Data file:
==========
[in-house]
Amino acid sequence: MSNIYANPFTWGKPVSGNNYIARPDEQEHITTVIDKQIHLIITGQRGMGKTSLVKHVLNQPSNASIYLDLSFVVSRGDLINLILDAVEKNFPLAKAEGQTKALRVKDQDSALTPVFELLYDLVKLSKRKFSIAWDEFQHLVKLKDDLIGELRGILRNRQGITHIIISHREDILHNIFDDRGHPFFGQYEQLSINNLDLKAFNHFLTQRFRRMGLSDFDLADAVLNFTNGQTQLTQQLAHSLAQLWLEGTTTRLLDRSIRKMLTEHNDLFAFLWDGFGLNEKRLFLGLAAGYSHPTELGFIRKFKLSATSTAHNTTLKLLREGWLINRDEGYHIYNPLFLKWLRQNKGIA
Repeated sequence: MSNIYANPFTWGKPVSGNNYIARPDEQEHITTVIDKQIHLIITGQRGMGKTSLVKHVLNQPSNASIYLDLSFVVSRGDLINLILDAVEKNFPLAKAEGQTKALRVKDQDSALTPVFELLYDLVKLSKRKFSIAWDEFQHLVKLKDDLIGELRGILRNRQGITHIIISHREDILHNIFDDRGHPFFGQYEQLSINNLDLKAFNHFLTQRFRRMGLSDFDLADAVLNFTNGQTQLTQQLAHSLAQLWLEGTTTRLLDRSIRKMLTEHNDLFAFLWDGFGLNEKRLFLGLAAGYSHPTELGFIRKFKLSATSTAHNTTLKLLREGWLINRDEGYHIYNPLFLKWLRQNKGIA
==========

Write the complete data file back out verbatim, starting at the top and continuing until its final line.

[in-house]
Amino acid sequence: MSNIYANPFTWGKPVSGNNYIARPDEQEHITTVIDKQIHLIITGQRGMGKTSLVKHVLNQPSNASIYLDLSFVVSRGDLINLILDAVEKNFPLAKAEGQTKALRVKDQDSALTPVFELLYDLVKLSKRKFSIAWDEFQHLVKLKDDLIGELRGILRNRQGITHIIISHREDILHNIFDDRGHPFFGQYEQLSINNLDLKAFNHFLTQRFRRMGLSDFDLADAVLNFTNGQTQLTQQLAHSLAQLWLEGTTTRLLDRSIRKMLTEHNDLFAFLWDGFGLNEKRLFLGLAAGYSHPTELGFIRKFKLSATSTAHNTTLKLLREGWLINRDEGYHIYNPLFLKWLRQNKGIA
Repeated sequence: MSNIYANPFTWGKPVSGNNYIARPDEQEHITTVIDKQIHLIITGQRGMGKTSLVKHVLNQPSNASIYLDLSFVVSRGDLINLILDAVEKNFPLAKAEGQTKALRVKDQDSALTPVFELLYDLVKLSKRKFSIAWDEFQHLVKLKDDLIGELRGILRNRQGITHIIISHREDILHNIFDDRGHPFFGQYEQLSINNLDLKAFNHFLTQRFRRMGLSDFDLADAVLNFTNGQTQLTQQLAHSLAQLWLEGTTTRLLDRSIRKMLTEHNDLFAFLWDGFGLNEKRLFLGLAAGYSHPTELGFIRKFKLSATSTAHNTTLKLLREGWLINRDEGYHIYNPLFLKWLRQNKGIA